Many tasks can be accomplished by staff working alone but the safety of lone workers needs to be assessed in the Job Hazard Analysis (JHA) or Job Safety Analysis (JSA) to make sure proper protocols and procedures are in place to protect these workers.
Working alone has been defined by the Canadian Centre for Occupational Health & Safety (CCOHS) as follows: "A person is 'alone' at work when they are on their own; when they cannot be seen or heard by another person." (CCOHS) In general the specific hazards that a person working alone faces are not much different for the same job or task as when not working alone, but the risks associate with getting injured or incapacitated when working alone become magnified because the lone worker may not able to get or receive medical aid in a timely fashion. For this reason, lone work needs to be a focus in the Job Hazard Analysis or Job Safety Analysis and the lone worker needs to be aware of all hazards associated with the task or job prior to starting the work.
Additional safety precautions need to be implemented for the lone workers and clearly identified in the Job Safety Analysis. The hazards identified will likely be different for lone workers in urban areas verses lone workers at remote job sites. Some items to be considered during the preparation of the JSA or JHA include, but are not limited to:
- Is working alone reasonable for the specific task or job? Consider if the activity can be categorized as a high-risk task, such as working at heights, working in extreme remote locations, working with electricity, or working with hazardous chemicals?
- Is the worker trained in basic CPR and first aid?
- Is the worker trained for emergencies including hazardous chemical spills and fires?
- Is the worker fully trained and competent for the task they have been assigned?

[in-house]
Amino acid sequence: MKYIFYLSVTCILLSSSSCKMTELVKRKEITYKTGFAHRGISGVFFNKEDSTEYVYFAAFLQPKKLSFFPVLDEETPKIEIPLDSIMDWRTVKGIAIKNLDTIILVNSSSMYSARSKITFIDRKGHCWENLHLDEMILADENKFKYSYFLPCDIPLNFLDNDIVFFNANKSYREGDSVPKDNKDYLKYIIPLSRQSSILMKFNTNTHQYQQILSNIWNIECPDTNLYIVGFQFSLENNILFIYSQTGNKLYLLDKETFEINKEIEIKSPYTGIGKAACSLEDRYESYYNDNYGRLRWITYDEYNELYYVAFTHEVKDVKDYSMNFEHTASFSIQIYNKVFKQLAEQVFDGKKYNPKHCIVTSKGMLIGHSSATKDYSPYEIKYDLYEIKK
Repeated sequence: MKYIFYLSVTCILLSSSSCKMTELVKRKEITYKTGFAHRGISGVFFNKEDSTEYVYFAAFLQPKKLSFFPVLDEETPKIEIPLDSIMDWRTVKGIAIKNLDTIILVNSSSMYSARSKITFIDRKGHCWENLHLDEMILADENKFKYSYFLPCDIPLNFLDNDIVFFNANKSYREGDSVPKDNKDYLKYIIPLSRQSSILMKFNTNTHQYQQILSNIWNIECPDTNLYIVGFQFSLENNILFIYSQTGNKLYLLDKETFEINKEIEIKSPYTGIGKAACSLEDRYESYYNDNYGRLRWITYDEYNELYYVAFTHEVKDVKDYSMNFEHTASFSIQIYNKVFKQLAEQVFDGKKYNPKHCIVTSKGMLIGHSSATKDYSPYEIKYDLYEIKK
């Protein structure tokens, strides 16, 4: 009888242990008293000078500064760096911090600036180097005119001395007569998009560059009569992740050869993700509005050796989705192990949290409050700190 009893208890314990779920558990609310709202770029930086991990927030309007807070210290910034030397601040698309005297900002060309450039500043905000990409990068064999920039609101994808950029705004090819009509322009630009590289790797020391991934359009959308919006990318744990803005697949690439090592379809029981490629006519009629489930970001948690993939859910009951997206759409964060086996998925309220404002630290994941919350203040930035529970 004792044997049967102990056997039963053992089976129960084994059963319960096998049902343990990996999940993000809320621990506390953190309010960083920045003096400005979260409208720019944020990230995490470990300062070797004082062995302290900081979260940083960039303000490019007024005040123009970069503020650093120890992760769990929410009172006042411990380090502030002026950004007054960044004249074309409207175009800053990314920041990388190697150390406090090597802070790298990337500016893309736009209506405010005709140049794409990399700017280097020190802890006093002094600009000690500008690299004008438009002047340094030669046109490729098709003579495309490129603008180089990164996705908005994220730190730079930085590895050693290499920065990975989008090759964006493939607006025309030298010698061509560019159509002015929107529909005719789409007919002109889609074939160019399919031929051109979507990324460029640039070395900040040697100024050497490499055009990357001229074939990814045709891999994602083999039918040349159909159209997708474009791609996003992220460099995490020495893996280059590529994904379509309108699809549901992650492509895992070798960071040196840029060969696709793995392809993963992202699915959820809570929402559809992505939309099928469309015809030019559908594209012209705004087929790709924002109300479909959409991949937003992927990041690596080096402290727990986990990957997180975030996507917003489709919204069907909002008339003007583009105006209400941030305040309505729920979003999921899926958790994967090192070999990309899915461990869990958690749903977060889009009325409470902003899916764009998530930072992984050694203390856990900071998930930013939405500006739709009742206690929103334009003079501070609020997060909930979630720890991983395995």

- Does weather conditions or time of day change the risks associated with the task or job?
- Does a worker's age increase risk to the worker?
- What is the plan for routine checks on the worker?
- Does the area have adequate cellular coverage, or will another means of communication be required?
- Does the worker understand the hazards associated with driving to a remote job site, including night driving, road and weather conditions, or what to do if their vehicle experiences mechanical failures?
- In urban areas, is there an increased risk of violence or aggression to the lone worker?
- In remote areas, is there an increased risk of animal attack, insect bites, or poisonous reptiles?
Another consideration when preparing the Job Hazard Analysis or Job Safety Analysis is, will the worker have regular contact with the public while preforming their task? If so, many safety guidelines exclude these workers from the definition of a lone worker.
The Job Safety Analysis or Job Hazard Analysis should evaluate and clearly address communications to and from the lone worker. Will the lone worker be required to check in on a periodic basis or will a supervisor be required to check on the lone worker? Will these check ins be in person or remotely via cell phone, radio, satellite phone, or a location beacon such as the SPOT X? If the communications are to utilize cell phone or radios, what is the cellular or radio coverage for the area where the work is to be performed? If the communications will be using a satellite phone or location beacon, will the worker have unobscured view of the sky for the best possible satellite reception? What is the plan if the worker fails to check in at the specified time?
If travel to a remote site is required, then another item to consider in the Job Safety Analysis or Job Hazard Analysis is a Journey Management Plan. Does the lone worker know and understand the company's travel policy? Does your company have a Journey Management plan and a travel check list? There are numerous sources for Journey Management check lists that can be found on-line including this check list.
Lone work is more common in some industries than others, and the specifics of the industry should be evaluated when conducting the hazard assessment during the Job Safety Analysis. For example, in the agricultural industry some jobs or tasks that commonly utilize a single lone worker include checking on stock (think cowgirl and cowboy), seeding and harvesting field work, checking on water and water supplies, or minor fence repairs. There may be instances where warehouse workers can be considered lone workers. In the transportation industry there may be situations where delivery drivers, particularly drivers working at night, may be considered lone workers. Scientists and consultants conducting field work are often considered lone workers. Even office workers who are working from home might be considered lone workers.
There are many site and task specific hazards that could be considered when preparing the Job Hazard Analysis. This article is intended to help start a discussion around some of the items to be considered for people who are going to be working alone.
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